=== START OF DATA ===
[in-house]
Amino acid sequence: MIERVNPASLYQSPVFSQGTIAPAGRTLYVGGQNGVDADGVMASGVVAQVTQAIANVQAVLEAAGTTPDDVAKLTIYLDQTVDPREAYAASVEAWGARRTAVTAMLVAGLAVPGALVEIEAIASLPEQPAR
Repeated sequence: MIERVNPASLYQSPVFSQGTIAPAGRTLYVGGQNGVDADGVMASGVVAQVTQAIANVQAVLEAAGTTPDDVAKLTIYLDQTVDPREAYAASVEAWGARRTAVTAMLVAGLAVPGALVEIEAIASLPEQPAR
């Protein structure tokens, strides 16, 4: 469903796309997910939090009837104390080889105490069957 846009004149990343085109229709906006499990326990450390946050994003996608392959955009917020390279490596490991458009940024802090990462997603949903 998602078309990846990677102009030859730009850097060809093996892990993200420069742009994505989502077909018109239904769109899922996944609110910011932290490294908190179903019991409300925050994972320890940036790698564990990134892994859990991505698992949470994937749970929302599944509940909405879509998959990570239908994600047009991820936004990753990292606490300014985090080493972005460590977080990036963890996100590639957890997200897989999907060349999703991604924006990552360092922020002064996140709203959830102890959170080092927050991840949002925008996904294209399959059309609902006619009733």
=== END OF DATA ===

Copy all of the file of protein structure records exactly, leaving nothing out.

[in-house]
Amino acid sequence: MIERVNPASLYQSPVFSQGTIAPAGRTLYVGGQNGVDADGVMASGVVAQVTQAIANVQAVLEAAGTTPDDVAKLTIYLDQTVDPREAYAASVEAWGARRTAVTAMLVAGLAVPGALVEIEAIASLPEQPAR
Repeated sequence: MIERVNPASLYQSPVFSQGTIAPAGRTLYVGGQNGVDADGVMASGVVAQVTQAIANVQAVLEAAGTTPDDVAKLTIYLDQTVDPREAYAASVEAWGARRTAVTAMLVAGLAVPGALVEIEAIASLPEQPAR
């Protein structure tokens, strides 16, 4: 469903796309997910939090009837104390080889105490069957 846009004149990343085109229709906006499990326990450390946050994003996608392959955009917020390279490596490991458009940024802090990462997603949903 998602078309990846990677102009030859730009850097060809093996892990993200420069742009994505989502077909018109239904769109899922996944609110910011932290490294908190179903019991409300925050994972320890940036790698564990990134892994859990991505698992949470994937749970929302599944509940909405879509998959990570239908994600047009991820936004990753990292606490300014985090080493972005460590977080990036963890996100590639957890997200897989999907060349999703991604924006990552360092922020002064996140709203959830102890959170080092927050991840949002925008996904294209399959059309609902006619009733």